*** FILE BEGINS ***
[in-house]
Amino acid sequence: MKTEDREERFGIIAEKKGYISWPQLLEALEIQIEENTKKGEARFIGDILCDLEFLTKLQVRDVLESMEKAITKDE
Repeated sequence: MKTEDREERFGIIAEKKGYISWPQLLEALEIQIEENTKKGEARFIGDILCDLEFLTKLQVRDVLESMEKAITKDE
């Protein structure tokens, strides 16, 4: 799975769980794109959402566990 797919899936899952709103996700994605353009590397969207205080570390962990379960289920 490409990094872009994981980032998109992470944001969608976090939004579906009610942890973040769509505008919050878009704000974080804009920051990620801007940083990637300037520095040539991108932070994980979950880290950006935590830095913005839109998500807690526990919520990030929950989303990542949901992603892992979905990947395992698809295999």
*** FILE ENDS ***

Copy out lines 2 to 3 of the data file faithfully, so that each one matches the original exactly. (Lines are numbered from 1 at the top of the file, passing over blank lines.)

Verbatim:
Amino acid sequence: MKTEDREERFGIIAEKKGYISWPQLLEALEIQIEENTKKGEARFIGDILCDLEFLTKLQVRDVLESMEKAITKDE
Repeated sequence: MKTEDREERFGIIAEKKGYISWPQLLEALEIQIEENTKKGEARFIGDILCDLEFLTKLQVRDVLESMEKAITKDE